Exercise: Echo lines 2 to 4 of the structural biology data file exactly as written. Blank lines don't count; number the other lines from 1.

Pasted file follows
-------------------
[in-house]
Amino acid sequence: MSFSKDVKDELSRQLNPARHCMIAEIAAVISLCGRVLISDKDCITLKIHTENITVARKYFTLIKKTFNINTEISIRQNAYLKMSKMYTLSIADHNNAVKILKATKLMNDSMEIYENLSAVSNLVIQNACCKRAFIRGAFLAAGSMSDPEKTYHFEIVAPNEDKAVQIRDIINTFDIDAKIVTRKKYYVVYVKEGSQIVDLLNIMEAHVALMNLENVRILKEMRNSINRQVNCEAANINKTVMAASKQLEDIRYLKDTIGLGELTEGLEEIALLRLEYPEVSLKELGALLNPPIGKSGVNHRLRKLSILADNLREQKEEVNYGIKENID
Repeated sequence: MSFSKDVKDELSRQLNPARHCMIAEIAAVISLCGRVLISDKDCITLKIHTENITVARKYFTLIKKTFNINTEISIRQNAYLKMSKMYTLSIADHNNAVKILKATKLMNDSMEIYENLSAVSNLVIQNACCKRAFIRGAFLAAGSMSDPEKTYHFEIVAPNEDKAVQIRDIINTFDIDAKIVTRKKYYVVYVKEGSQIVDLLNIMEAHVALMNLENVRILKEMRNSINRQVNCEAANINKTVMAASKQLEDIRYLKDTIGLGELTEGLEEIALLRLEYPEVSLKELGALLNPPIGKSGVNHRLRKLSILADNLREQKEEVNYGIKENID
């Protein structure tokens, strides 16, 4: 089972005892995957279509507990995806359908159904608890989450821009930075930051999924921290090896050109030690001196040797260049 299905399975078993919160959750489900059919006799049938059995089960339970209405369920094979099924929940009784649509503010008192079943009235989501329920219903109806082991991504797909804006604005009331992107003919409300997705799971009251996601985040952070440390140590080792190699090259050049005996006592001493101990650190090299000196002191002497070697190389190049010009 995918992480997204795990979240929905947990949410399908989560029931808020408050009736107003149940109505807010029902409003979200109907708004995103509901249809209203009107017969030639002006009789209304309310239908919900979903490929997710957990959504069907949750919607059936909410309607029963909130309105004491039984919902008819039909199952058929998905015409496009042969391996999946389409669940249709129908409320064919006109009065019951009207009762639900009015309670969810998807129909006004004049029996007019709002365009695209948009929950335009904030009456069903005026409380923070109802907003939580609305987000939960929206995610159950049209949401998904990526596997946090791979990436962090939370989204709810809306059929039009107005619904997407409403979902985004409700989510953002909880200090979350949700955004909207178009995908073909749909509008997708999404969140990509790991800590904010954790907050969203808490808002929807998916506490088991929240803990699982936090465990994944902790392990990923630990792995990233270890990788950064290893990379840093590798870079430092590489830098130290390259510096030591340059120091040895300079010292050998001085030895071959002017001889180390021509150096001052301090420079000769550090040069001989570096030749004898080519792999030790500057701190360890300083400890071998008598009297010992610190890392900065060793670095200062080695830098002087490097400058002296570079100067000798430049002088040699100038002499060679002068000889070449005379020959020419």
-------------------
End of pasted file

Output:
Amino acid sequence: MSFSKDVKDELSRQLNPARHCMIAEIAAVISLCGRVLISDKDCITLKIHTENITVARKYFTLIKKTFNINTEISIRQNAYLKMSKMYTLSIADHNNAVKILKATKLMNDSMEIYENLSAVSNLVIQNACCKRAFIRGAFLAAGSMSDPEKTYHFEIVAPNEDKAVQIRDIINTFDIDAKIVTRKKYYVVYVKEGSQIVDLLNIMEAHVALMNLENVRILKEMRNSINRQVNCEAANINKTVMAASKQLEDIRYLKDTIGLGELTEGLEEIALLRLEYPEVSLKELGALLNPPIGKSGVNHRLRKLSILADNLREQKEEVNYGIKENID
Repeated sequence: MSFSKDVKDELSRQLNPARHCMIAEIAAVISLCGRVLISDKDCITLKIHTENITVARKYFTLIKKTFNINTEISIRQNAYLKMSKMYTLSIADHNNAVKILKATKLMNDSMEIYENLSAVSNLVIQNACCKRAFIRGAFLAAGSMSDPEKTYHFEIVAPNEDKAVQIRDIINTFDIDAKIVTRKKYYVVYVKEGSQIVDLLNIMEAHVALMNLENVRILKEMRNSINRQVNCEAANINKTVMAASKQLEDIRYLKDTIGLGELTEGLEEIALLRLEYPEVSLKELGALLNPPIGKSGVNHRLRKLSILADNLREQKEEVNYGIKENID
């Protein structure tokens, strides 16, 4: 089972005892995957279509507990995806359908159904608890989450821009930075930051999924921290090896050109030690001196040797260049 299905399975078993919160959750489900059919006799049938059995089960339970209405369920094979099924929940009784649509503010008192079943009235989501329920219903109806082991991504797909804006604005009331992107003919409300997705799971009251996601985040952070440390140590080792190699090259050049005996006592001493101990650190090299000196002191002497070697190389190049010009 995918992480997204795990979240929905947990949410399908989560029931808020408050009736107003149940109505807010029902409003979200109907708004995103509901249809209203009107017969030639002006009789209304309310239908919900979903490929997710957990959504069907949750919607059936909410309607029963909130309105004491039984919902008819039909199952058929998905015409496009042969391996999946389409669940249709129908409320064919006109009065019951009207009762639900009015309670969810998807129909006004004049029996007019709002365009695209948009929950335009904030009456069903005026409380923070109802907003939580609305987000939960929206995610159950049209949401998904990526596997946090791979990436962090939370989204709810809306059929039009107005619904997407409403979902985004409700989510953002909880200090979350949700955004909207178009995908073909749909509008997708999404969140990509790991800590904010954790907050969203808490808002929807998916506490088991929240803990699982936090465990994944902790392990990923630990792995990233270890990788950064290893990379840093590798870079430092590489830098130290390259510096030591340059120091040895300079010292050998001085030895071959002017001889180390021509150096001052301090420079000769550090040069001989570096030749004898080519792999030790500057701190360890300083400890071998008598009297010992610190890392900065060793670095200062080695830098002087490097400058002296570079100067000798430049002088040699100038002499060679002068000889070449005379020959020419």